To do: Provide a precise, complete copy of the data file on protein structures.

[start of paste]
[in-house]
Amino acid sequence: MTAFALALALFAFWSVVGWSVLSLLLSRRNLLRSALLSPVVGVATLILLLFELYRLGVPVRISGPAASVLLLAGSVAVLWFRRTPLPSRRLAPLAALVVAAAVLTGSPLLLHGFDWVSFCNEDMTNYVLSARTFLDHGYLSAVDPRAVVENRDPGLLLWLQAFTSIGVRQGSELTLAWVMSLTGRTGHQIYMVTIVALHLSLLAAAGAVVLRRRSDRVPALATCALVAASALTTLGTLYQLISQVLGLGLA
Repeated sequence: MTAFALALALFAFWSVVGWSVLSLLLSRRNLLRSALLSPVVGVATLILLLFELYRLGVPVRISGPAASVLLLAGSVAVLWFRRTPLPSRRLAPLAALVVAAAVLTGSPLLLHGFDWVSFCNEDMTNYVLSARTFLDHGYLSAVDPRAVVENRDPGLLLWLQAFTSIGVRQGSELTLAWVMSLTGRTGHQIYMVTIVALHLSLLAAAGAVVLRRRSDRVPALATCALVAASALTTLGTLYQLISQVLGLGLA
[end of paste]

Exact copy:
[in-house]
Amino acid sequence: MTAFALALALFAFWSVVGWSVLSLLLSRRNLLRSALLSPVVGVATLILLLFELYRLGVPVRISGPAASVLLLAGSVAVLWFRRTPLPSRRLAPLAALVVAAAVLTGSPLLLHGFDWVSFCNEDMTNYVLSARTFLDHGYLSAVDPRAVVENRDPGLLLWLQAFTSIGVRQGSELTLAWVMSLTGRTGHQIYMVTIVALHLSLLAAAGAVVLRRRSDRVPALATCALVAASALTTLGTLYQLISQVLGLGLA
Repeated sequence: MTAFALALALFAFWSVVGWSVLSLLLSRRNLLRSALLSPVVGVATLILLLFELYRLGVPVRISGPAASVLLLAGSVAVLWFRRTPLPSRRLAPLAALVVAAAVLTGSPLLLHGFDWVSFCNEDMTNYVLSARTFLDHGYLSAVDPRAVVENRDPGLLLWLQAFTSIGVRQGSELTLAWVMSLTGRTGHQIYMVTIVALHLSLLAAAGAVVLRRRSDRVPALATCALVAASALTTLGTLYQLISQVLGLGLA